Thursday, December 26, 2013

California gold country


Back in the Eighties when we lived in Sonora for a little more than a year, we were too obsessed with making a living to enjoy living in one of California’s best places. My wife ran a germ factory, um, day care, out of our home and worked a few nights a week at the local K mart while I was city editor at the Union Democrat, one of the few daily newspapers along California 49, also known as the road linking California’s gold country.

Even back then the region was littered with small marijuana farms, though not to the degree of more northerly sections of the state. Recent visits seem to reveal a scruffier side of the Sierra foothills -- more homeless people, an edginess I don't recall from the old days.

Though you'd get in big trouble from any local chamber of commerce for suggesting it, the towns all have a similar sense to them -- a main street sloping to the inevitable 19th Century church or Masonic hall, old buildings turned into kitschy store fronts, bars and restaurants ranging from the crude the fancy.

The drive from Sierra City on the north to Oakhurst on the south would take several days done right, by which time you will have had your fill of chocolate shops and antique stores. New to the region in most areas are wineries on the south- and west-facing slopes.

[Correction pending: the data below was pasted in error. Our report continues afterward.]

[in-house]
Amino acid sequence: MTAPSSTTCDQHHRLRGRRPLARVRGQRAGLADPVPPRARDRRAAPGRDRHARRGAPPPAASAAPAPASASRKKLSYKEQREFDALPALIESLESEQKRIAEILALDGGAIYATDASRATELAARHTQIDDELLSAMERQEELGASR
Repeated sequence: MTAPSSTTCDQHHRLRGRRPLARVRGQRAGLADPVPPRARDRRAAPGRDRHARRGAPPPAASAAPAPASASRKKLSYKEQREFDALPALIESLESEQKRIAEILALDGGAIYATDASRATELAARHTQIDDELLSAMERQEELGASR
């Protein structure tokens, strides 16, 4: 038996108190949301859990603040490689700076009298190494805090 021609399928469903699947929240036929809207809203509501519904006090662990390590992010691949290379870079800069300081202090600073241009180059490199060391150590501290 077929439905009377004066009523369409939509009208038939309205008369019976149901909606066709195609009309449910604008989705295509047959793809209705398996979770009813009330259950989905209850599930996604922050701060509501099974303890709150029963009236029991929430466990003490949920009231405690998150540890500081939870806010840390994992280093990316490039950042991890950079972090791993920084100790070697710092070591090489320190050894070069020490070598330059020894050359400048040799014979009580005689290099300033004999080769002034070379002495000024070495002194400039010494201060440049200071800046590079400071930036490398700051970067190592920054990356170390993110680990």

We recently stayed a couple of nights in Nevada City, which was just about enough. Now, traveling with a puppy (another post for another day) has reduced our lodging options, and we ended up at a pleasant-looking place just up the road from an ayurveda college and a meditation clinic, making it all seem harmless enough. The inn, however, hid a homeless camp out back. Kathleen was not pleased.

Kathleen's favorite foothill town is tiny Mokelumne Hill, which is not far from the lovely Ironstone Vineyards, makers of the Symphony Obsession white wine, a cult favorite. Meanwhile, if you really want to get your funk on, head off the main road to Tuolumne City northeast of Sonora. The tourists don't often make it there, so you get a full dose of California foothill authenticity; the sort of which slasher movies are sometimes made.

My personal favorite place is Twain Hart, which is well up the slope from the foothills where the oaks give way to pines and cedar, right about at the snow line in the winter. Named for the region's two more famous residents, Mark Twain and Bret Harte, it's a quiet spot amid the tall trees, whereas the towns on Highway 49 can get pretty jammed on any weekend.

The best introduction to the gold country is Columbia State Park just north of Sonora. It's a well-preserved and restored representation of a mid-1800s foothill village with all the historical information you need and plenty to keep the kiddies busy for half a day.


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